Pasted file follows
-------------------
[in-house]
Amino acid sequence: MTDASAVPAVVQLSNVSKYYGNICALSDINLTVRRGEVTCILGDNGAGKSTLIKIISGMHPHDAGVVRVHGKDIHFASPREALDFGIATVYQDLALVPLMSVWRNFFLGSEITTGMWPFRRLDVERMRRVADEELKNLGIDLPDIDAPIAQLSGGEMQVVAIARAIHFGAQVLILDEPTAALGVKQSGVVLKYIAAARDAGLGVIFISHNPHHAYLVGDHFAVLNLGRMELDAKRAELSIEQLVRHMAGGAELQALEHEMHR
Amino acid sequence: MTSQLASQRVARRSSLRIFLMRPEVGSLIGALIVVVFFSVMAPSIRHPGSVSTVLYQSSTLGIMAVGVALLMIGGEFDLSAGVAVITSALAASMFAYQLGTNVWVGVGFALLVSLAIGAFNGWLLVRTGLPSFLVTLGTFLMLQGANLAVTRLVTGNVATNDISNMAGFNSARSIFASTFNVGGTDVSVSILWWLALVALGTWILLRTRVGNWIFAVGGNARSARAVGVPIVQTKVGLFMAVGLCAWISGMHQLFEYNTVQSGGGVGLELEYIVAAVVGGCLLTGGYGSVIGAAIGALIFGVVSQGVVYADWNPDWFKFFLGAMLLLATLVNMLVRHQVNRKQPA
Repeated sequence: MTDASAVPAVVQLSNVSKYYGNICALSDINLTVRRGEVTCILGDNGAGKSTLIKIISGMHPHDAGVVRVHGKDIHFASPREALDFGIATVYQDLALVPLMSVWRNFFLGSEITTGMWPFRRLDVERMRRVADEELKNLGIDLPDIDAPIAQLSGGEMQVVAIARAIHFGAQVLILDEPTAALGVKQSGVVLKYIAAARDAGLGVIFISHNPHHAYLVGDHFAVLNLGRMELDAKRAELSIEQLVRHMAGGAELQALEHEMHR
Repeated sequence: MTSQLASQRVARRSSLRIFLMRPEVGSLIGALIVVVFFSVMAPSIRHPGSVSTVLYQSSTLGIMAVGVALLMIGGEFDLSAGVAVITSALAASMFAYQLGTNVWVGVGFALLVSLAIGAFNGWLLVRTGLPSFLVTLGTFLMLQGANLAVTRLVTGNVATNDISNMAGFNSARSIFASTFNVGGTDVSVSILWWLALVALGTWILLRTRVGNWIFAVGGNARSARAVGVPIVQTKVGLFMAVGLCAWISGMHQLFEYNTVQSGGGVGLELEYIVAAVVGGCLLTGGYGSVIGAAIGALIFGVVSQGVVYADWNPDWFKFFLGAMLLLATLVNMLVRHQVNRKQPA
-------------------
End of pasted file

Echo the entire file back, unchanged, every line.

[in-house]
Amino acid sequence: MTDASAVPAVVQLSNVSKYYGNICALSDINLTVRRGEVTCILGDNGAGKSTLIKIISGMHPHDAGVVRVHGKDIHFASPREALDFGIATVYQDLALVPLMSVWRNFFLGSEITTGMWPFRRLDVERMRRVADEELKNLGIDLPDIDAPIAQLSGGEMQVVAIARAIHFGAQVLILDEPTAALGVKQSGVVLKYIAAARDAGLGVIFISHNPHHAYLVGDHFAVLNLGRMELDAKRAELSIEQLVRHMAGGAELQALEHEMHR
Amino acid sequence: MTSQLASQRVARRSSLRIFLMRPEVGSLIGALIVVVFFSVMAPSIRHPGSVSTVLYQSSTLGIMAVGVALLMIGGEFDLSAGVAVITSALAASMFAYQLGTNVWVGVGFALLVSLAIGAFNGWLLVRTGLPSFLVTLGTFLMLQGANLAVTRLVTGNVATNDISNMAGFNSARSIFASTFNVGGTDVSVSILWWLALVALGTWILLRTRVGNWIFAVGGNARSARAVGVPIVQTKVGLFMAVGLCAWISGMHQLFEYNTVQSGGGVGLELEYIVAAVVGGCLLTGGYGSVIGAAIGALIFGVVSQGVVYADWNPDWFKFFLGAMLLLATLVNMLVRHQVNRKQPA
Repeated sequence: MTDASAVPAVVQLSNVSKYYGNICALSDINLTVRRGEVTCILGDNGAGKSTLIKIISGMHPHDAGVVRVHGKDIHFASPREALDFGIATVYQDLALVPLMSVWRNFFLGSEITTGMWPFRRLDVERMRRVADEELKNLGIDLPDIDAPIAQLSGGEMQVVAIARAIHFGAQVLILDEPTAALGVKQSGVVLKYIAAARDAGLGVIFISHNPHHAYLVGDHFAVLNLGRMELDAKRAELSIEQLVRHMAGGAELQALEHEMHR
Repeated sequence: MTSQLASQRVARRSSLRIFLMRPEVGSLIGALIVVVFFSVMAPSIRHPGSVSTVLYQSSTLGIMAVGVALLMIGGEFDLSAGVAVITSALAASMFAYQLGTNVWVGVGFALLVSLAIGAFNGWLLVRTGLPSFLVTLGTFLMLQGANLAVTRLVTGNVATNDISNMAGFNSARSIFASTFNVGGTDVSVSILWWLALVALGTWILLRTRVGNWIFAVGGNARSARAVGVPIVQTKVGLFMAVGLCAWISGMHQLFEYNTVQSGGGVGLELEYIVAAVVGGCLLTGGYGSVIGAAIGALIFGVVSQGVVYADWNPDWFKFFLGAMLLLATLVNMLVRHQVNRKQPA